“Australia's curriculum authority has said parents have the right to expect more improvement than what is being shown in the nation's annual numeracy and literacy skills report.
NAPLAN test results that were released this morning (August 05 2015) showed that in the seven years since the tests were introduced in primary and high schools, most measurements show no major improvement.”
I’m not a big fan of testing kids’ literacy and numeracy nor am I a fan of putting the whole responsibility for these aspects of learning in the schools’ courts, instead here’s another idea.
If parents can indeed expect more improvement in literacy and numeracy, they might consider the very significant steps that they can take.
Let's start with the time before conception … most effective place to ensure optimal mental health in the offspring. Sure, this needs some foresight, planning and commitment on the part of two prospective parents, but the payoff is huge! Most important outcome as far as this subject goes is a truly healthy, bright child.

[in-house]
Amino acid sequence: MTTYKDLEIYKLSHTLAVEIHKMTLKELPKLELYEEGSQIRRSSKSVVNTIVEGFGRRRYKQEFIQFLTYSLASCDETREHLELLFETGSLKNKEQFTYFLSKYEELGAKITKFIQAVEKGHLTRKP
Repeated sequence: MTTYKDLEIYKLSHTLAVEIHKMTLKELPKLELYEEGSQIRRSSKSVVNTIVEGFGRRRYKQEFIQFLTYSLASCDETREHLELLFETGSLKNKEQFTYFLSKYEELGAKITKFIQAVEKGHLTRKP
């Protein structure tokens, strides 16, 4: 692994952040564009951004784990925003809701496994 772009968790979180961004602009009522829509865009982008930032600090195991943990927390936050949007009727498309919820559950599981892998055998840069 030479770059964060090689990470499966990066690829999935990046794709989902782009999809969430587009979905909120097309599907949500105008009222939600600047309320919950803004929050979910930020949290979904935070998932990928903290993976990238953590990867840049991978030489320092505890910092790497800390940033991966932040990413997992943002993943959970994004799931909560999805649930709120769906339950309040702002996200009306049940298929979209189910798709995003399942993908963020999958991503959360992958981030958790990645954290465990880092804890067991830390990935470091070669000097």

Then, once the optimal physical and mental health of the child is assured, parents can get rid of some popular parenting practices (e.g. controlled crying, separate sleeping quarters and formula feeding) and embrace responsive, attached, nurturing practices that also nurture optimal mental development.
The research is clear on both counts! For almost forty years, Foresight Association UK, renowned epidemiologist Professor David Barker from Southhampton University and many others have proposed that two optimally healthy prospective parents will give their child the best chance of a lifetime of optimal physical and mental health. Furthermore, the findings of interdisciplinary studies at University of Notre Dame are clear. “Breast-feeding infants, responsiveness to crying, almost constant touch and having multiple adult caregivers are some of the nurturing ancestral parenting practices that are shown to positively impact the developing brain, which not only shapes personality, but also helps physical health and moral development.”
Yep, there’s no doubt. If all parents were to fully embrace these opportunities for more enlightened parenting practices, they’d be rewarded with a great deal more than kids who do better on their NAPLAN tests.